This wasn’t exactly what I expected today.
But as I know, and you know, life will hand you an experience whether you want it or not.
I went back to Memorial Hospital today.
All of Adam’s hospitalizations, save the final one at Anschutz in Denver, were there. I knew every inch of that hospital: where the snacks were, what the cafeteria hours were, the restroom locations. I even had a filled punch card from the coffee shop. They knew me. They knew my drink.
I had no plans to return.
But when a friend texted, there was no hesitation. “I am free,” I said. Two of us were free, and we headed to be with her … and for me, it was an unknown experience to be on the other side of the fence, to be with a woman whose husband was tucked into a hospital bed suddenly and with little warning.
My own anxiety started while turning on to Boulder from Wahsatch. So many times I made that turn. Once it was in a panic with Adam at 3 a.m., sure he was going to die right there in my car.
The tears and shortness of breath came in the parking garage, and I kept crying trying to ask directions to a room; directions I couldn’t listen to.
So I got lost in a place I knew so well. I knew exactly where I was, but with nowhere to go.
The doctor was in the room when I found it, so I waited outside. When the nurse asked me if I needed anything, I told him I was waiting to go in. He had already heard my friends talking. I was the one with the deathversary. Here they are, with someone else in the hospital bed, and they were worried about me.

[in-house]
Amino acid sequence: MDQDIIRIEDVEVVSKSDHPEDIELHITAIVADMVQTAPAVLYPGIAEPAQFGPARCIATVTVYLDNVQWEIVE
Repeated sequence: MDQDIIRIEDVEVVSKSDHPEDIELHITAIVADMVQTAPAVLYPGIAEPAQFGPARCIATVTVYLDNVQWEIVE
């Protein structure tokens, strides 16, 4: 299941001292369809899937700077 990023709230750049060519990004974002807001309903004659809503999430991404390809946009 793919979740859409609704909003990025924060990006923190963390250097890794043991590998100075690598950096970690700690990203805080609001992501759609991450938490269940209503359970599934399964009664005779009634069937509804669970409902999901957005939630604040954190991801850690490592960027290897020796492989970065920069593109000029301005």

They knew this trip would cause me anxiety, more so on this particular weekend. I am still stunned by their caring: they were worried about ME! “I’ll be OK,” I said. “I know,” my friend texted. “Cuz you’re strong af.”
But there really wasn’t a hesitation. I would be there. These are my friends. These are the people who have been there for me since 1999.
The familiarity of the situation was disconcerting. Every sound is a trigger, every test result, every movement by a staff member. The yellow gown he wore for fall risk. The yellow gown that looked better on him because it didn’t match a jaundiced face.
About 8, I said I was going to the bathroom. I did go, but first I had to do something.
I took the central elevators to the fifth floor. I walked down the endless hallway toward the renal unit. I stopped at the bathroom I cried in many times. I paused by the set of chairs in the lobby, the set of chairs where I cried and asked Kathy, “if he dies, will I be OK?” “Of course you will,” she said “you are you. But I gotta tell you your breath is really bad right now.”
I smiled at that memory. I knew each of “his” rooms as I walked along the quiet corridor. There were three of them in all. I remember where I was when the nurse said his creatinine levels had dropped, and I nearly collapsed in relief. I remember the lounge at the end of the hall I slept in. The microwave I heated up my coffee in. The ice machine where I refilled his cup over and over.
Just one pass. That’s all I needed. It was ghostly. It was haunted.
But I was OK.
I didn’t want to make the visit about me, but for five minutes I did. Back in the room, we shared funny stories about Adam and his hospital stays, and how my friends were so supportive.
I got to hear the pumpkin cookie story again.
I know this situation is going to have a better outcome. My friend’s husband is safe and well-cared for now. She will sleep fitfully on the couch beside him. We will return to visit in the morning.
Because life doesn’t go as planned.
Take it as it comes.